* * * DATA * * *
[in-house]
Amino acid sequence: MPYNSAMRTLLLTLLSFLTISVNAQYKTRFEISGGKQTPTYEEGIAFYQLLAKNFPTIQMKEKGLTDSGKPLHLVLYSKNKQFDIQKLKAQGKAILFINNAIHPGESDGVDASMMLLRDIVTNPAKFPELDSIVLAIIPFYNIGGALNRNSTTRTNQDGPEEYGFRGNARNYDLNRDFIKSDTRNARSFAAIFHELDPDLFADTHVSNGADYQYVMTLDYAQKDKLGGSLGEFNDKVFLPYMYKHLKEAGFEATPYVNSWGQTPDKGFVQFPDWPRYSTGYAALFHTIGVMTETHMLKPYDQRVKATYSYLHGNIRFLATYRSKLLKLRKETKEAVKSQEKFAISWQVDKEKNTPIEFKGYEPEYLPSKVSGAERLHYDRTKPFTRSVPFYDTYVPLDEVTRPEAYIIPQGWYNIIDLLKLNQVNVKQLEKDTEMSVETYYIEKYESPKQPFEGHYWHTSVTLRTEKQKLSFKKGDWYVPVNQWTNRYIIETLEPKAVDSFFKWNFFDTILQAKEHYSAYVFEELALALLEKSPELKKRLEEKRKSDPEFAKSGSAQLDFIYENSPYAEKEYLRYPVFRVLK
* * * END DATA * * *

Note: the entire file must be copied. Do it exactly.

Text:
[in-house]
Amino acid sequence: MPYNSAMRTLLLTLLSFLTISVNAQYKTRFEISGGKQTPTYEEGIAFYQLLAKNFPTIQMKEKGLTDSGKPLHLVLYSKNKQFDIQKLKAQGKAILFINNAIHPGESDGVDASMMLLRDIVTNPAKFPELDSIVLAIIPFYNIGGALNRNSTTRTNQDGPEEYGFRGNARNYDLNRDFIKSDTRNARSFAAIFHELDPDLFADTHVSNGADYQYVMTLDYAQKDKLGGSLGEFNDKVFLPYMYKHLKEAGFEATPYVNSWGQTPDKGFVQFPDWPRYSTGYAALFHTIGVMTETHMLKPYDQRVKATYSYLHGNIRFLATYRSKLLKLRKETKEAVKSQEKFAISWQVDKEKNTPIEFKGYEPEYLPSKVSGAERLHYDRTKPFTRSVPFYDTYVPLDEVTRPEAYIIPQGWYNIIDLLKLNQVNVKQLEKDTEMSVETYYIEKYESPKQPFEGHYWHTSVTLRTEKQKLSFKKGDWYVPVNQWTNRYIIETLEPKAVDSFFKWNFFDTILQAKEHYSAYVFEELALALLEKSPELKKRLEEKRKSDPEFAKSGSAQLDFIYENSPYAEKEYLRYPVFRVLK